|Publication number||US6587899 B1|
|Application number||US 09/595,396|
|Publication date||Jul 1, 2003|
|Filing date||Jun 14, 2000|
|Priority date||Dec 16, 1997|
|Also published as||EP1038241A2, WO1999034639A2, WO1999034639A3|
|Publication number||09595396, 595396, US 6587899 B1, US 6587899B1, US-B1-6587899, US6587899 B1, US6587899B1|
|Inventors||Jukka Jarvi, Kimmo Poikolainen|
|Original Assignee||Nokia Corporation|
|Export Citation||BiBTeX, EndNote, RefMan|
|Patent Citations (15), Non-Patent Citations (1), Referenced by (3), Classifications (17), Legal Events (5)|
|External Links: USPTO, USPTO Assignment, Espacenet|
This is a continuation of PCT/FI98/0097 filed Dec. 11, 1998.
The invention concerns exchange of messages in telecommunication equipment, where several processes communicate with one another through a common message bus.
In relatively complex distributed equipment environments, such as telecommunication equipment and computer systems, a rack is used into which sub-racks are pushed. The sub-racks again contain several plug-in units, each one formed by a circuit board and its components. The rack contains a backplane having different backplane buses. The purpose of these is to connect the different units electrically and mechanically with each other and to allow quick communication between the units. Backplane buses are also used in systems formed by several equipment sub-racks, such as e.g. in the nodal equipment of a digital telecommunication system, where data and clock signals must be transmitted between equipment sub-racks.
An example of a complex piece of nodal equipment of this kind is the telephone exchange. FIG. 1 is a reduced block diagram of a telephone exchange. Subscriber lines are connected to the exchange through a subscriber line interface unit, which in the case of an analog subscriber line performs AD conversion and adapts the signalling on the subscriber line to be suitable for the exchange. On the other side of the exchange there are e.g. 2 Mbit/s trunk line interfaces performing the electric interface and synchronising interface between the trunk lines and the exchange. The switching field performs switching of a call in such a way that a certain subscriber line channel is connected with a certain trunk line channel. Signalling channels and internal data channels of the exchange are also connected through the switching field.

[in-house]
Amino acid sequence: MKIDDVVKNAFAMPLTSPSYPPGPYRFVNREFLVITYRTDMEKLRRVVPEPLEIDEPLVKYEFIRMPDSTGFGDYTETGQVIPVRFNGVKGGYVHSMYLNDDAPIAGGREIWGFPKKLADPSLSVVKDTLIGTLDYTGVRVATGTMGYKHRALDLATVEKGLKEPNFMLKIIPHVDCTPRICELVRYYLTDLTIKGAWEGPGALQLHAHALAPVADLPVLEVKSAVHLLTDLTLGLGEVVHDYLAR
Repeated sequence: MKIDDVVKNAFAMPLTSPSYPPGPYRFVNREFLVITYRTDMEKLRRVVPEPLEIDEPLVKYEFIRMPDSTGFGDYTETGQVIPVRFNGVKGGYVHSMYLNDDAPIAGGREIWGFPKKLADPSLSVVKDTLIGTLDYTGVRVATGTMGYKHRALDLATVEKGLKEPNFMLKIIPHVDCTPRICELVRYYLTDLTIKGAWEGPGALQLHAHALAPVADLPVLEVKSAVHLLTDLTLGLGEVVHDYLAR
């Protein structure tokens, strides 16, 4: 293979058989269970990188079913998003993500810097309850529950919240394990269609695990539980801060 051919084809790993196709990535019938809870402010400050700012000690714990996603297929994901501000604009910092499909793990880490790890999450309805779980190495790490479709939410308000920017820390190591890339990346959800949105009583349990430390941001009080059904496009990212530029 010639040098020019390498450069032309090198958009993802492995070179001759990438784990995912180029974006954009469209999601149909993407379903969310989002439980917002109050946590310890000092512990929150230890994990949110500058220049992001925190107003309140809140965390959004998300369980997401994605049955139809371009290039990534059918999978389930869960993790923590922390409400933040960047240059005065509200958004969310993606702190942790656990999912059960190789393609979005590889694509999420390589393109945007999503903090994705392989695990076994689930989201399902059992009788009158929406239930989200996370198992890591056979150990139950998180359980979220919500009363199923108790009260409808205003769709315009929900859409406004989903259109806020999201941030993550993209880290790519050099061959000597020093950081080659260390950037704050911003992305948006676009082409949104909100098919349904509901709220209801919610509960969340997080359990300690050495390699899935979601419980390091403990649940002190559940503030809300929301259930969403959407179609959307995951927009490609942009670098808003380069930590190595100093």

The call control determines how calls are connected through the switching field. The call control is the heart of the system and, depending on the size of the exchange, it contains a large number of different distributed call control functions, of which just a few are shown in FIG. 1. The call control is responsible for all decision-making. The O&M (Operation and Maintenance) processes such functions which relate to the operation and maintenance of the exchange and through this the operator is in connection with the exchange by using MML (Man Machine Interface) language.
As an example of distributed call control functions the SSIG (Subscriber Signalling) unit may be mentioned, which controls signalling on the subscriber line and generates the charging pulses of the subscriber's call. The signalling relating to trunk line channels is performed by a LSIG (Line Signalling) unit. Signalling in accordance with CCITT No. 7 on trunk lines is performed by a common channel signalling (C SSIG) unit. Big exchanges have a charging unit CHARG, which collects and stores the call-specific data needed for charging for the call. A statistics unit STAT collects and stores the data relating to traffic and charging. The Central Memory includes semi -permanent data including subscriber data, charging information, signalling and routing information and the configuration data of the